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March 4, 2017

The Meaning of Memorial Services in the Orthodox Church (St. Symeon of Thessaloniki)

By St. Symeon of Thessaloniki


The boiled wheat is offered because man is also a seed and like a fruit from the earth. Like a seed he is placed in the earth now, and he will be raised up and blossom forth again by God's power.*


The third day service is celebrated for the reason that the reposed one received his being through the Trinity, and having been translated, he hopes to be changed back to the ancient beauty in which man was first made before the fall, or one better.


The ninth day service is celebrated that his spirit may dwell together with the holy spirits, the angels, since it is immaterial as is their nature. They are ranked according to nine orders, and in three trinities they proclaim and praise God in Trinity.


The fortieth day service is celebrated in the memory of the Savior's Ascension forty days after His Resurrection and that the reposed one, when he is resurrected, may be taken up in the clouds to meet the Judge, our Savior and Master, and thus be with Him forever (1 Thes. 4:17).


Now the third, sixth, and ninth months are also celebrated to proclaim the Trinity, the God of all and His glory, and on behalf of the deceased. For by the Trinity a man is fashioned, and when he is loosed from the body he returns to Him, and by the Trinity he hopes for the resurrection. And thus we also perform memorials at the end of the year because we proclaim the Trinity, and the year is divided into four trinities. Additionally, the end of the year is celebrated because it is the consummation, and our God the Trinity is the Life of all and the cause of being, and He shall be the restoration of all and the renewal of human nature.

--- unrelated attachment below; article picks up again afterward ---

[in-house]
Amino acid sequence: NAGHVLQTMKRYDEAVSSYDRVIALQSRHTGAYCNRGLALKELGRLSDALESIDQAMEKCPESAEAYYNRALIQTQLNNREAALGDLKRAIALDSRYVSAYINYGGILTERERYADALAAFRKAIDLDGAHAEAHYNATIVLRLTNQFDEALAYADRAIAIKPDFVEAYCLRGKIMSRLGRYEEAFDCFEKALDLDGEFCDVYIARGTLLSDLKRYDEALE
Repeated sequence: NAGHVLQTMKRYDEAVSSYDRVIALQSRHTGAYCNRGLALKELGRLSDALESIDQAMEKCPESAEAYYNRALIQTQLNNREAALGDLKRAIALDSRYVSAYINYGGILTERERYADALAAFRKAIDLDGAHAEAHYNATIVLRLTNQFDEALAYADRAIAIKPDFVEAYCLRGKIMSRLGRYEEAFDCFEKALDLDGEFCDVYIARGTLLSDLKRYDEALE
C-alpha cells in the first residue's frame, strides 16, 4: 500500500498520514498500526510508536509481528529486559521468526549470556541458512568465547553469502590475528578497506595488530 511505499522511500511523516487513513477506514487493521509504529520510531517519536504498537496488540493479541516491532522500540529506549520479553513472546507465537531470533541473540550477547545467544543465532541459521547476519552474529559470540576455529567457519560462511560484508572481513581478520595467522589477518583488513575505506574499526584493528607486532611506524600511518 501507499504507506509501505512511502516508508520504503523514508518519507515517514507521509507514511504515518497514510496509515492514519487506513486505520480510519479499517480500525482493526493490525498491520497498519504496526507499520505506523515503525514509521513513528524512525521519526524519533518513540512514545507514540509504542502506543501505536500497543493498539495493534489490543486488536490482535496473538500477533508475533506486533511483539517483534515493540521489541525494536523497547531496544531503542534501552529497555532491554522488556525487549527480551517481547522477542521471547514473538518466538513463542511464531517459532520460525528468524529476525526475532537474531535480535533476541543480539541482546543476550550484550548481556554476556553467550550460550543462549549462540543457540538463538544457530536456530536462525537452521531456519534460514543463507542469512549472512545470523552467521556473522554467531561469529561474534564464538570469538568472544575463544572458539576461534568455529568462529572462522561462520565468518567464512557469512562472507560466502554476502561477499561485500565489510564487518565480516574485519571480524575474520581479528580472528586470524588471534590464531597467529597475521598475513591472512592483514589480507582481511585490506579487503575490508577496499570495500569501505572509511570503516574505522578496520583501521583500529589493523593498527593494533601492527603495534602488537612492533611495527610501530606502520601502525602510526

Each year the relatives observe the memorial of the departed to demonstrate that he lives and is immortal of soul and he shall be restored when the Creator raises up his body. And the offering of Boiled Wheat (Kollyva) bears witness that, as Christ died according to the flesh and was raised up and lives, thus, we too, as Saint Paul says, "shall be raised up and live in Him."


* The Kollyva are symbolic of the resurrection of the dead on the day of the Second Coming of the Lord. St. Paul said, "what you sow does not come to life unless it dies" (I Corinthians 15:36), and St. John, "unless a grain of wheat falls into the earth and dies, it remains alone; but if it dies, it bears much fruit" (John 12:24). Thus, as the wheat is buried in the soil and disintegrates without really dying but is later regenerated into a new plant that bears much more fruit than itself, so the Christian's body will be raised again from the very corruptible matter from which it is now made; however, it will be raised not in its previous fleshy substance but in an incorruptible essence which "will clad the mortal body with an immortal garment", in the words of St. Paul (I Corinthians 15:53). The 16th century Archbishop Gabriel of Philadelphia wrote that the Kollyva are symbols of the general resurrection, and the several ingredients added to the wheat signify so many different virtues.